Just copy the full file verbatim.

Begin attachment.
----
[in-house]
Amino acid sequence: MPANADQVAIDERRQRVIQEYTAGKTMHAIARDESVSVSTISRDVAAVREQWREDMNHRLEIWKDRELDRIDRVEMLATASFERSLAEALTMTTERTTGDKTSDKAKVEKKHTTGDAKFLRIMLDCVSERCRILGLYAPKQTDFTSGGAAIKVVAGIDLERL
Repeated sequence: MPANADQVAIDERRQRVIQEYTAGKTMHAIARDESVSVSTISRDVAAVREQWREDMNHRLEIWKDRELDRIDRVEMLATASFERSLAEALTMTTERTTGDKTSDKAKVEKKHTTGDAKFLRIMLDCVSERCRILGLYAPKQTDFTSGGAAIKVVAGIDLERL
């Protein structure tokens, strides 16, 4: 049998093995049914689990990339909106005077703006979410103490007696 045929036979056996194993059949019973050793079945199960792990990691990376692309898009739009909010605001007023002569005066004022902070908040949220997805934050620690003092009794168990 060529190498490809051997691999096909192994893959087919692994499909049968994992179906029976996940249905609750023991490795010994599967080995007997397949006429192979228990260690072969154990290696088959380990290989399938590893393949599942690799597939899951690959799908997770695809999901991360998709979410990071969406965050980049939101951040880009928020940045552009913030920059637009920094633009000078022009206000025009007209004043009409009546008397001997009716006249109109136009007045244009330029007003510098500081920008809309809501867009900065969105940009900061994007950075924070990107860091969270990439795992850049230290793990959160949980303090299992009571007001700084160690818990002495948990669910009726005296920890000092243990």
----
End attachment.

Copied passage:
[in-house]
Amino acid sequence: MPANADQVAIDERRQRVIQEYTAGKTMHAIARDESVSVSTISRDVAAVREQWREDMNHRLEIWKDRELDRIDRVEMLATASFERSLAEALTMTTERTTGDKTSDKAKVEKKHTTGDAKFLRIMLDCVSERCRILGLYAPKQTDFTSGGAAIKVVAGIDLERL
Repeated sequence: MPANADQVAIDERRQRVIQEYTAGKTMHAIARDESVSVSTISRDVAAVREQWREDMNHRLEIWKDRELDRIDRVEMLATASFERSLAEALTMTTERTTGDKTSDKAKVEKKHTTGDAKFLRIMLDCVSERCRILGLYAPKQTDFTSGGAAIKVVAGIDLERL
């Protein structure tokens, strides 16, 4: 049998093995049914689990990339909106005077703006979410103490007696 045929036979056996194993059949019973050793079945199960792990990691990376692309898009739009909010605001007023002569005066004022902070908040949220997805934050620690003092009794168990 060529190498490809051997691999096909192994893959087919692994499909049968994992179906029976996940249905609750023991490795010994599967080995007997397949006429192979228990260690072969154990290696088959380990290989399938590893393949599942690799597939899951690959799908997770695809999901991360998709979410990071969406965050980049939101951040880009928020940045552009913030920059637009920094633009000078022009206000025009007209004043009409009546008397001997009716006249109109136009007045244009330029007003510098500081920008809309809501867009900065969105940009900061994007950075924070990107860091969270990439795992850049230290793990959160949980303090299992009571007001700084160690818990002495948990669910009726005296920890000092243990």